Schizophrenia: Secret Weapon of Success?
For decades, mental illnesses have remained one of the most unknown spheres of scientific researches, as long as no effective approaches to studying these diseases have been developed. First records of psychotic symptoms date back to antiquity, though ancient people failed to distinguish a certain type of mental disorder among other illnesses. In fact, such brain disease as schizophrenia was first differentiated at the early 20ths, however, there were various descriptions and classifications of its criteria in different parts of the world. Therefore, there was a problem of generalizing all the available information.
Nowadays, among clinicians and researches the most commonly used system of diagnosing different mental diseases is DSM (Diagnostic and Statistical Manual of Mental Disorders). It has several versions, each one containing new features, enhancements and improved sets of criteria. The most recent one is called DSM-5, consisting of several parts (Maddux & Winstead, 2012). Diagnostic classification is a list of mental disorders, recognized through the system. Diagnostic criteria sets indicate the type and length of certain symptoms, while descriptive text follows the disorder and analyzes it. The aim of this assignment is to describe schizophrenia as a special brain disorder in terms of DSM-5 system, and show the ways of dealing with it, based on the evidence of people, who have this diagnosis.
Schizophrenia, like many other disorders, has certain established and measured criteria, which help to identify this illness, besides, the symptoms should be present for a certain period of time. According to DSM-IV-TR, the symptoms of schizophrenia should be clearly seen for no less than 6 months (Maddux & Winstead, 2012). In fact, the newest version of DSM states the same. Only considering this period, a diagnosis can be worked out.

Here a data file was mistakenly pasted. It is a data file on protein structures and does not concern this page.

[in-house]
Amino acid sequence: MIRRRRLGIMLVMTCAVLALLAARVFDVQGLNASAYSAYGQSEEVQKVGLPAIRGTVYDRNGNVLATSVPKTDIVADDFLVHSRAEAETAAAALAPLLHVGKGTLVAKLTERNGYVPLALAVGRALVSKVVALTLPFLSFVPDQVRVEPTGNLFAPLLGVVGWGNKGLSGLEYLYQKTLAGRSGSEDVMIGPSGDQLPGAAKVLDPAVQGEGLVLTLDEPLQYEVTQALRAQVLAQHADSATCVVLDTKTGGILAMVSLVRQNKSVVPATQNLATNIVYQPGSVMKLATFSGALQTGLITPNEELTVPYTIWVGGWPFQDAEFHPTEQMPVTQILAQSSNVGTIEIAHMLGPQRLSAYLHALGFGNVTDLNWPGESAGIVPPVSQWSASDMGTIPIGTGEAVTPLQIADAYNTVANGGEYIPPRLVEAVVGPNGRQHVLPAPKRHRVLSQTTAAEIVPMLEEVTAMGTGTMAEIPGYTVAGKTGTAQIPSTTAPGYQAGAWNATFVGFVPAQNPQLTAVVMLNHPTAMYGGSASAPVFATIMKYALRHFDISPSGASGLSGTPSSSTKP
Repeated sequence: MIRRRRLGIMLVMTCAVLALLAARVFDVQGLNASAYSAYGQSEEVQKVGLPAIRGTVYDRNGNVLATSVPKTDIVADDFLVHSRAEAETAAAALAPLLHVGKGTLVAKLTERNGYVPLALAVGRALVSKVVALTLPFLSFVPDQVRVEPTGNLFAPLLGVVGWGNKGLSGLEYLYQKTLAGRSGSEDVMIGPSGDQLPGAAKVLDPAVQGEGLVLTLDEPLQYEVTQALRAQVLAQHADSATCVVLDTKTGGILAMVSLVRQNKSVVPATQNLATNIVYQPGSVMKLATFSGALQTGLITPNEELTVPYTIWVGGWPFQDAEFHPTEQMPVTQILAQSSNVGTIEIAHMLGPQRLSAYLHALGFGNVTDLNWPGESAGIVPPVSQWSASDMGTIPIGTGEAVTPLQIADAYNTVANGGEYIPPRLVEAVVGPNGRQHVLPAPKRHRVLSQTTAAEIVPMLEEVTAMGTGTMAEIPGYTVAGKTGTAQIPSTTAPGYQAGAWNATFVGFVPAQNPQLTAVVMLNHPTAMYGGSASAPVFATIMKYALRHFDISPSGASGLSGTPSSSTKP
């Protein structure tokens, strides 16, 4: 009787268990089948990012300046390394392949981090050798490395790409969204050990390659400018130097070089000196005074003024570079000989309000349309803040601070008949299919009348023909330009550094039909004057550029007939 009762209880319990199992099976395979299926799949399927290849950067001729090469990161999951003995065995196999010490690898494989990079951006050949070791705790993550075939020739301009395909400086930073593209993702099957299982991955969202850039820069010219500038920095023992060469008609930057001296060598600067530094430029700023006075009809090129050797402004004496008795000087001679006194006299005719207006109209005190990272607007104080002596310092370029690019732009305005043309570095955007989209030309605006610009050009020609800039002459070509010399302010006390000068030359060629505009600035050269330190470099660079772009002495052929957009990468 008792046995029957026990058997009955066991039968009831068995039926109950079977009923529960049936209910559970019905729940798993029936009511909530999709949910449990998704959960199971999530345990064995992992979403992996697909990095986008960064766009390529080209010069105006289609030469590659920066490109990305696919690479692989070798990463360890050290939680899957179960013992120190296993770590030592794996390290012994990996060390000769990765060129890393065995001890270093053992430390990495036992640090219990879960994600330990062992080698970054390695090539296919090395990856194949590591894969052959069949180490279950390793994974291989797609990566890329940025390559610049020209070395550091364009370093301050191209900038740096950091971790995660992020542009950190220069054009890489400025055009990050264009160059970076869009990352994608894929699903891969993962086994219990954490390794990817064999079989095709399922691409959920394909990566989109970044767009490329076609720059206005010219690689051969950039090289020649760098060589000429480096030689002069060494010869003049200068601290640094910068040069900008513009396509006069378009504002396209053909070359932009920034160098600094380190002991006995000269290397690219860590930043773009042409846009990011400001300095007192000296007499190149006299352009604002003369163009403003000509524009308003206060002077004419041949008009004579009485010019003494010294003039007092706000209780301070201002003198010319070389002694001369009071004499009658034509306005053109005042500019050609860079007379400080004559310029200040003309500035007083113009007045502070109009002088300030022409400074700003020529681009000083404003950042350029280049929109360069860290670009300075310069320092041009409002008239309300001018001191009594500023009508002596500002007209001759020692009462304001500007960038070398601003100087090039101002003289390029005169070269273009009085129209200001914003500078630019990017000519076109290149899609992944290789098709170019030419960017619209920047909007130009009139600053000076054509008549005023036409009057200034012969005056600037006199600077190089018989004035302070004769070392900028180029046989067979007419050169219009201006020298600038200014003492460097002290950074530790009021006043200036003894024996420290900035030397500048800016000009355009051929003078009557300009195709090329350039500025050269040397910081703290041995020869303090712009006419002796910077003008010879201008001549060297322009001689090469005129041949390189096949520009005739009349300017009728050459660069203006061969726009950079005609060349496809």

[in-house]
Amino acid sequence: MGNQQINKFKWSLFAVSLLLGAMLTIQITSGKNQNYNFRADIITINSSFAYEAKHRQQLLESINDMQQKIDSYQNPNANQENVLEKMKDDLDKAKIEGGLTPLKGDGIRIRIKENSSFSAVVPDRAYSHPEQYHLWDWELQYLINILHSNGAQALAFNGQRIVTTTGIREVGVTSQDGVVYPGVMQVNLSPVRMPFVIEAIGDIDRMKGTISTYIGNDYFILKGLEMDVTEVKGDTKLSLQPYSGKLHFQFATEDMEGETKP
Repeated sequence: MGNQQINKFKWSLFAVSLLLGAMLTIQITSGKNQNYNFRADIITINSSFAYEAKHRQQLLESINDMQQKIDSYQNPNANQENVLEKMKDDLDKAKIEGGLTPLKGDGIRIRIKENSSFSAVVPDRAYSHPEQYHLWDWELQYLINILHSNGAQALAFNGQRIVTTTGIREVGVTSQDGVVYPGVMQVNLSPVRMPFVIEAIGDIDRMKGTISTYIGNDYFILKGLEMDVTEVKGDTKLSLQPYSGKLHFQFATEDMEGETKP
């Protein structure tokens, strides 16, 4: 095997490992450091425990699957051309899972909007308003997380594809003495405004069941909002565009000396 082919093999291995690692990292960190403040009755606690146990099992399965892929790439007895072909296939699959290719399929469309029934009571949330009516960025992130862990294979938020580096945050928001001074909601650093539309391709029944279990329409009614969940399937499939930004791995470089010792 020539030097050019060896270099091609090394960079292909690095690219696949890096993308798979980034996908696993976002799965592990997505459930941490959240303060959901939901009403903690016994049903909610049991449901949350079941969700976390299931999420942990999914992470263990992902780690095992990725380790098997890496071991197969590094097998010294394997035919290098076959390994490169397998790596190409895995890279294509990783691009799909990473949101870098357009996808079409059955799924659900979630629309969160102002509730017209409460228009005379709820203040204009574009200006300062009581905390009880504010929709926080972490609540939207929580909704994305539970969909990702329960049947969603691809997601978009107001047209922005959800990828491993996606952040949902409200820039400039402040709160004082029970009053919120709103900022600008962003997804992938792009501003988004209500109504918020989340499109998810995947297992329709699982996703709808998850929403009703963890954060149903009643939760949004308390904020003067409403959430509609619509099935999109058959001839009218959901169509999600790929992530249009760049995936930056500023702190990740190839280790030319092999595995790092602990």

To meet the criteria, the patient should have special clinical symptoms of schizophrenia, which are thoroughly described. Besides that, the way symptoms combine also matters. According to DSM-5, to receive this diagnose the patient should have hallucinations, delusions, disorganized speech, grossly disorganized or catatonic behavior, or negative symptoms, like avolition. At least two of these should be present for no less than a month, and at least one of them should be delusions, hallucinations or disorganized speech (Maddux & Winstead, 2012). Thus, to diagnose schizophrenia it is important to define the certain order and character of the symptoms.
The features of schizophrenia are various and include different cognitive, emotional and other dysfunctions, which require recognition of a set of signs and symptoms when making a diagnosis. For example, patients can suffer from failing to deal with the easiest cognitive task like visual perception (Maddux & Winstead, 2012). Taken aside, this symptom seams to identify some visual problems, but together with other deviations it can highlight the mental disorder.
Different symptoms may arise in different phases of the illness, depending on when the first disturbance appeared, which can make it hard to distinguish them. DSM-5 describes common schizophrenia features, like prodromal syndromes, which usually appear in the period of active phase, mood disorders, depression, …